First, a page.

Milton Friedman’s dictum that the social responsibility of CEOs is to deliver profits for their shareholders was dealt its latest and perhaps most significant blow on 19 August. 181 members of Business Roundtable, the leading business lobby in the United States, issued an open letter addressing the “Purpose of a Corporation”. The signatories, including the CEOs of Amazon, American Express and Walmart, declared “each of our stakeholders is essential. We commit to deliver value to all of them, for the success of our companies, our communities and our country”.
It is obvious that society’s understanding of their role is currently undergoing a massive shift. Adjusting will require CEOs above all to communicate with greater frequency and effectiveness, both internally in their companies and externally to the wider world. The shift in our culture away from the proverbial collective to the individual means that the CEO is increasingly in the limelight, not the company. And that profits are not the only way they are judged.
The demand for effective CEO communications cannot be understated. In the BRANDfog CEO, Social Media and Leadership Survey, 82% of respondents “reported that they are more likely to trust a brand when the senior leadership and CEO are using social media”. Brand value and reputation are crucial drivers of the bottom line. Indeed, reputation is the difference between your company being seen as a mere commodity and bolstering your band’s trust cachet in the market. And no one is better positioned to embody the company’s brand than the CEO.
The reverse of this is that failure on the part of CEOs to communicate can be potentially fatal to the brand. This sombre lesson can be illustrated with a brief comparison of Germanwings’ and Boeing’s responses to aviation accidents involving their companies. Only three months after the March 2015 crash, the HORIZONT Brand Ticker reported a 20% increase in Germanwings’ July 2015 brand value compared to the previous month. Germanwings navigated the crisis thanks to the behaviour of its management team, exhibiting great empathy for those affected. The contrast could not be starker with Boeing. The CEO took months to sit-down for an apology interview after the second 737 MAX crash in 2019 and even then failed to show any empathy. Of course, a crisis situation is by definition extraordinary. But it is for that very reason that CEOs must always be prepared for effective communication when it matters most, otherwise it could spell disaster for their business.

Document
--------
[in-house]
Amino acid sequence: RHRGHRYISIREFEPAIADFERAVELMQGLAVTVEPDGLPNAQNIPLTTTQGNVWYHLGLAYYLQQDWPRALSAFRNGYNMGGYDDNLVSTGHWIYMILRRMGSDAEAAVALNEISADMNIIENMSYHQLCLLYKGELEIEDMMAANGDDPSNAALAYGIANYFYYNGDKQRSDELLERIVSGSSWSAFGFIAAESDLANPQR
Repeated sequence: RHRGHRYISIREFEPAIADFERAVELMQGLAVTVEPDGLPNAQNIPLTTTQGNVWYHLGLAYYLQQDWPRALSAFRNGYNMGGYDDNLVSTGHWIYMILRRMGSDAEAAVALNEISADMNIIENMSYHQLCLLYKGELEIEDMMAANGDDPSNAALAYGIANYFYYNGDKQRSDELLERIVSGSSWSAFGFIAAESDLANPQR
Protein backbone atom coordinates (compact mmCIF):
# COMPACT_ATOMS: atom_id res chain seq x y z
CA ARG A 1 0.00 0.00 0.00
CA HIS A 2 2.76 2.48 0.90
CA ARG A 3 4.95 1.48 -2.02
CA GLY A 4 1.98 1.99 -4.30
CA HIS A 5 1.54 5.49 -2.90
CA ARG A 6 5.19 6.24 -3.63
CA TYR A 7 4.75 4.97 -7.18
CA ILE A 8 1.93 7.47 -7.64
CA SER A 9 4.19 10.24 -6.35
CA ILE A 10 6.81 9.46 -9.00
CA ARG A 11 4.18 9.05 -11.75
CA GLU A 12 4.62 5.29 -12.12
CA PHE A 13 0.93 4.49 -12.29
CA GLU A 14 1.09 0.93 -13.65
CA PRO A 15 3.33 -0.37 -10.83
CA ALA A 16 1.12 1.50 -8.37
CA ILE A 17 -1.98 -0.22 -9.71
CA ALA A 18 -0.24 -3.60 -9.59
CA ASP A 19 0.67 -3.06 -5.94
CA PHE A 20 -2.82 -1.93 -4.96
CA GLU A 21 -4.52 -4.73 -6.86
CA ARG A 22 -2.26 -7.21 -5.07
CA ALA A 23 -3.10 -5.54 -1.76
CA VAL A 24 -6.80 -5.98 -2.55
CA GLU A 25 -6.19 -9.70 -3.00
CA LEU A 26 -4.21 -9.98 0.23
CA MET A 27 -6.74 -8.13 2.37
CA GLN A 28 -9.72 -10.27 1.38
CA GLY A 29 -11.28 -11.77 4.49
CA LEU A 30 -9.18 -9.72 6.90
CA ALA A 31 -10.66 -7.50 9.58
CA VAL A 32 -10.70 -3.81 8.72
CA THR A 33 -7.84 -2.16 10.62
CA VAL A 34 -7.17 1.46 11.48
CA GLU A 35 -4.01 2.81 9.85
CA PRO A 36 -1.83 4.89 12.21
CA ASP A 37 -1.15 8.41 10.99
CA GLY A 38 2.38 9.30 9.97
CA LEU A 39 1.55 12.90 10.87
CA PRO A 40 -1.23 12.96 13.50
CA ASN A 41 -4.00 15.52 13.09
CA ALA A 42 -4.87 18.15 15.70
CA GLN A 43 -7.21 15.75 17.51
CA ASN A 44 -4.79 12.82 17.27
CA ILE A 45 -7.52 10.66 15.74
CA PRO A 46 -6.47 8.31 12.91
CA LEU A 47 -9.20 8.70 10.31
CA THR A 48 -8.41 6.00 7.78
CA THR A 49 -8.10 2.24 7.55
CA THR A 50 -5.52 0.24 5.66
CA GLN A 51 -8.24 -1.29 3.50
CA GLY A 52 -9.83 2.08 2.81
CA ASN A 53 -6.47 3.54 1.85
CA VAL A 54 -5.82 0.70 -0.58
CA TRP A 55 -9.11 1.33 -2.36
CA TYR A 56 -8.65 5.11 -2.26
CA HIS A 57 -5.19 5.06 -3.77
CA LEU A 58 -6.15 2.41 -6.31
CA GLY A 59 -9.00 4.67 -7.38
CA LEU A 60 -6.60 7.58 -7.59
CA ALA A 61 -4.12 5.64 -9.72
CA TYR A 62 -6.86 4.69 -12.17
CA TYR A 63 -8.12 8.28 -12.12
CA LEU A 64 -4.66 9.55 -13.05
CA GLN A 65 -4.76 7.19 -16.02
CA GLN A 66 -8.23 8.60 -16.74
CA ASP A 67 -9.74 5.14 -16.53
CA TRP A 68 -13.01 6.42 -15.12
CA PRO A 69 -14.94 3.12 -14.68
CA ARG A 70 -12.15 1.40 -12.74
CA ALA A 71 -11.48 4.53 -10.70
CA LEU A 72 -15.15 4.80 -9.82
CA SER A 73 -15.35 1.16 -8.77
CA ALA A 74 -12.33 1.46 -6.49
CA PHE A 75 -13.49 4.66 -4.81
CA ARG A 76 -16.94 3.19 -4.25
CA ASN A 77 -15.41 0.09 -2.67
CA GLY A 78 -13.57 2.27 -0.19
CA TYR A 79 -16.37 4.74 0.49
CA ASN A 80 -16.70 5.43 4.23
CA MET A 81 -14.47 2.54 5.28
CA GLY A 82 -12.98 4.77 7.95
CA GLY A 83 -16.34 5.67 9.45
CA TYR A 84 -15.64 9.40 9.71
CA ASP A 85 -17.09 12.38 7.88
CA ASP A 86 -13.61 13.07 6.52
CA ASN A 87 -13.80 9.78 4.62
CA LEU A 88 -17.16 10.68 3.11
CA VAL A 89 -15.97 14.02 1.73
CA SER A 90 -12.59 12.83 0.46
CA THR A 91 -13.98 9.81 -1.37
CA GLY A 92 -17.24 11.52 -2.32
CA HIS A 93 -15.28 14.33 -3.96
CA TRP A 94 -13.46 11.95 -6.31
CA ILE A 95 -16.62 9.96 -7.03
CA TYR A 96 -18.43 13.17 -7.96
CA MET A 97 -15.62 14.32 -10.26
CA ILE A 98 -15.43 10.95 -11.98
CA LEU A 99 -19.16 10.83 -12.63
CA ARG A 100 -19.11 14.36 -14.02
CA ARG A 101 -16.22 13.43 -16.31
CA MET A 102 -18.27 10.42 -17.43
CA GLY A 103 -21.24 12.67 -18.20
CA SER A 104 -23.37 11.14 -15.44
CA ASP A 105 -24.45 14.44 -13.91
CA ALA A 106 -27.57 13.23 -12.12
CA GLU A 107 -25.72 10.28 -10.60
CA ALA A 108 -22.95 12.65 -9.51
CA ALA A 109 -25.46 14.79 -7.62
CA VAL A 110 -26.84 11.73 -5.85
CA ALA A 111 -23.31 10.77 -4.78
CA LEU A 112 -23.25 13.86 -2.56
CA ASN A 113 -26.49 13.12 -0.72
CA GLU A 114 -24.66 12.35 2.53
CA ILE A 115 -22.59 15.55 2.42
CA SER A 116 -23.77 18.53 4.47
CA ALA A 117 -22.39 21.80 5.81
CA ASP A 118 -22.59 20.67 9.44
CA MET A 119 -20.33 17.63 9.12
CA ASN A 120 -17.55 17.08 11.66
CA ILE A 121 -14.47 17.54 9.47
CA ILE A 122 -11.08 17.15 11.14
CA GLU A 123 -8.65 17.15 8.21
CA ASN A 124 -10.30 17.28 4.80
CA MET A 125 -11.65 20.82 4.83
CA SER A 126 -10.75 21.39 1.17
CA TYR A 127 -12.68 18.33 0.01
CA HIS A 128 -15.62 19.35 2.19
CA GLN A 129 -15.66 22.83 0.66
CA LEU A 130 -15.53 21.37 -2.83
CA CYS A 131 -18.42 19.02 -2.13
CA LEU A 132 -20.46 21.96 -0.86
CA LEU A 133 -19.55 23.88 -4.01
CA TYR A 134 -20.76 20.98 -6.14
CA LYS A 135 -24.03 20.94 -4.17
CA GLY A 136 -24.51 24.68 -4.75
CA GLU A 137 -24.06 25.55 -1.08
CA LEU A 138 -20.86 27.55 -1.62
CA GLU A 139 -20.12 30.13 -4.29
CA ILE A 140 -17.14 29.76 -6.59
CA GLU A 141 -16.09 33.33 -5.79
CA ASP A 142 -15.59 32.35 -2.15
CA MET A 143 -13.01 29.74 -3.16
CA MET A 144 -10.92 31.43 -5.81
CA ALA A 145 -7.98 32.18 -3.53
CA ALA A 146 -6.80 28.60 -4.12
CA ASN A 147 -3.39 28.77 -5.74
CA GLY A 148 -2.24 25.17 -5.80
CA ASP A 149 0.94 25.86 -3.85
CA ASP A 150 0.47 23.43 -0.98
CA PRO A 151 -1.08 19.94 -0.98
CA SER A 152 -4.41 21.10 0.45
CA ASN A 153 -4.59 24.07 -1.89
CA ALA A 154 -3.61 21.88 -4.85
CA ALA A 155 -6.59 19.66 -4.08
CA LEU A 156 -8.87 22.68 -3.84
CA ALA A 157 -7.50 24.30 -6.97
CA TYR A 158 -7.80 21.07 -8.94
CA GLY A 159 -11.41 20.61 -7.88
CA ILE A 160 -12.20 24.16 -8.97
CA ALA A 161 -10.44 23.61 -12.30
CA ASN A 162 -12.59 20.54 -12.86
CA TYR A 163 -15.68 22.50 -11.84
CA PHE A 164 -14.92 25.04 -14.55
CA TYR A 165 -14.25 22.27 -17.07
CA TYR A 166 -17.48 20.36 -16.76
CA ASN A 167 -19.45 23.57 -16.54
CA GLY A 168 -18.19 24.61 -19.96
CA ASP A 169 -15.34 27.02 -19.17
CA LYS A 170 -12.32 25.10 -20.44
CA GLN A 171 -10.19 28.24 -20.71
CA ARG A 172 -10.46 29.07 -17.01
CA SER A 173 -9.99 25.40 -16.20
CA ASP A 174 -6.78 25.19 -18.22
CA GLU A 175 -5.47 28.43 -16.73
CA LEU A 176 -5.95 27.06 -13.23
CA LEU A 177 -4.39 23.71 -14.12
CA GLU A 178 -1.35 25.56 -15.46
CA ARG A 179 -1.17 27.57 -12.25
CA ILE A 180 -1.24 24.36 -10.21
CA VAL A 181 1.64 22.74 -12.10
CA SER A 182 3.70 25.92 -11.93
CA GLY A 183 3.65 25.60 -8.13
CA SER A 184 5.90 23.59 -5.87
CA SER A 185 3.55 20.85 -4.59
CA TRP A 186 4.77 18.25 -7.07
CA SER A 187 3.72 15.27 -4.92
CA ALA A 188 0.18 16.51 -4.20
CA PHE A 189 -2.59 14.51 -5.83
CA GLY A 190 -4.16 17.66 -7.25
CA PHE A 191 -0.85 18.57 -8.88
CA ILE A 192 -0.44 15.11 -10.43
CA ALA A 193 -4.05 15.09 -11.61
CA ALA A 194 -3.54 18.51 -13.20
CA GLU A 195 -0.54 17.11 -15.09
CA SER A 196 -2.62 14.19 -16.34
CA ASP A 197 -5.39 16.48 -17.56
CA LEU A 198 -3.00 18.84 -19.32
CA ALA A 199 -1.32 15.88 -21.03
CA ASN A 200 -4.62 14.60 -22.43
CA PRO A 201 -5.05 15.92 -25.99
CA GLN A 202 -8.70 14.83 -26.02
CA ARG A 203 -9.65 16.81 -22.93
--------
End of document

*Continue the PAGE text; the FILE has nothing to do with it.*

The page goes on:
It is the CEO’s job, then, to communicate with impact – every single time. This demands nothing less than constant effort and practice. It is a skill that can be learned, something attested to by Steve Jobs. Before he became the bespectacled visionary that effortlessly sold us on his latest innovation, he was a nervous – and nauseous – wreck when it came to interviews. At the same time, however, communications is not something CEOs should take for granted. Our innate communication skills are usually not sufficient to lead an organisation. The fact that we can walk does not make us Olympic runners.
This all begs the question: where to start? CEO communications covers a range of aspects, from media interviews to financial statements, and discussing it would require much more space than a single article or column. But the constant underpinning every aspect of CEO communications is authenticity. The CEO needs to be the person ultimately directing and driving the communications strategy. Of course, there should also be a chief communications officer or chief reputation officer, and social media team on hand. Nevertheless, CEO communications begins and ends with the CEO. They must be the owner or their own voice.